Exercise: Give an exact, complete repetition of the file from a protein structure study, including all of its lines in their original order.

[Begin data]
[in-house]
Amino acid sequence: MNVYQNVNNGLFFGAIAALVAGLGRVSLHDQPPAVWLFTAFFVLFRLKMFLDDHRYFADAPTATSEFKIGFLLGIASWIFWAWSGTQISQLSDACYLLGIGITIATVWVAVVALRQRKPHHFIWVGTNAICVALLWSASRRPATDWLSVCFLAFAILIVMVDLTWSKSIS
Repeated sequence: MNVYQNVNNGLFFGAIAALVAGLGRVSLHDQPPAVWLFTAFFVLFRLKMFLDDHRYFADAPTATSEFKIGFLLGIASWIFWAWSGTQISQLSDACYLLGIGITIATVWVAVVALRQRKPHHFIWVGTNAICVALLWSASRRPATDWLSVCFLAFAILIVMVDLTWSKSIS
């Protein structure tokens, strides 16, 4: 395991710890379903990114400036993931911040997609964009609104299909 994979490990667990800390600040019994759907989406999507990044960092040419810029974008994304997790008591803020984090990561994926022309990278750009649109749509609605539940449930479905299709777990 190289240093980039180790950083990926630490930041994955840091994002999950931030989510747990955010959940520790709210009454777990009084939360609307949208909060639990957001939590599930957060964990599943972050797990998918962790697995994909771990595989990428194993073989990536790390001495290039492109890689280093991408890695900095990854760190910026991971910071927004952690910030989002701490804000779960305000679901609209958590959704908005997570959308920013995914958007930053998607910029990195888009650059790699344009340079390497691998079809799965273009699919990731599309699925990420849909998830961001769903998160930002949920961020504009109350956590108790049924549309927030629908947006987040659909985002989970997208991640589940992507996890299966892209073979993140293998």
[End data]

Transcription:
[in-house]
Amino acid sequence: MNVYQNVNNGLFFGAIAALVAGLGRVSLHDQPPAVWLFTAFFVLFRLKMFLDDHRYFADAPTATSEFKIGFLLGIASWIFWAWSGTQISQLSDACYLLGIGITIATVWVAVVALRQRKPHHFIWVGTNAICVALLWSASRRPATDWLSVCFLAFAILIVMVDLTWSKSIS
Repeated sequence: MNVYQNVNNGLFFGAIAALVAGLGRVSLHDQPPAVWLFTAFFVLFRLKMFLDDHRYFADAPTATSEFKIGFLLGIASWIFWAWSGTQISQLSDACYLLGIGITIATVWVAVVALRQRKPHHFIWVGTNAICVALLWSASRRPATDWLSVCFLAFAILIVMVDLTWSKSIS
């Protein structure tokens, strides 16, 4: 395991710890379903990114400036993931911040997609964009609104299909 994979490990667990800390600040019994759907989406999507990044960092040419810029974008994304997790008591803020984090990561994926022309990278750009649109749509609605539940449930479905299709777990 190289240093980039180790950083990926630490930041994955840091994002999950931030989510747990955010959940520790709210009454777990009084939360609307949208909060639990957001939590599930957060964990599943972050797990998918962790697995994909771990595989990428194993073989990536790390001495290039492109890689280093991408890695900095990854760190910026991971910071927004952690910030989002701490804000779960305000679901609209958590959704908005997570959308920013995914958007930053998607910029990195888009650059790699344009340079390497691998079809799965273009699919990731599309699925990420849909998830961001769903998160930002949920961020504009109350956590108790049924549309927030629908947006987040659909985002989970997208991640589940992507996890299966892209073979993140293998």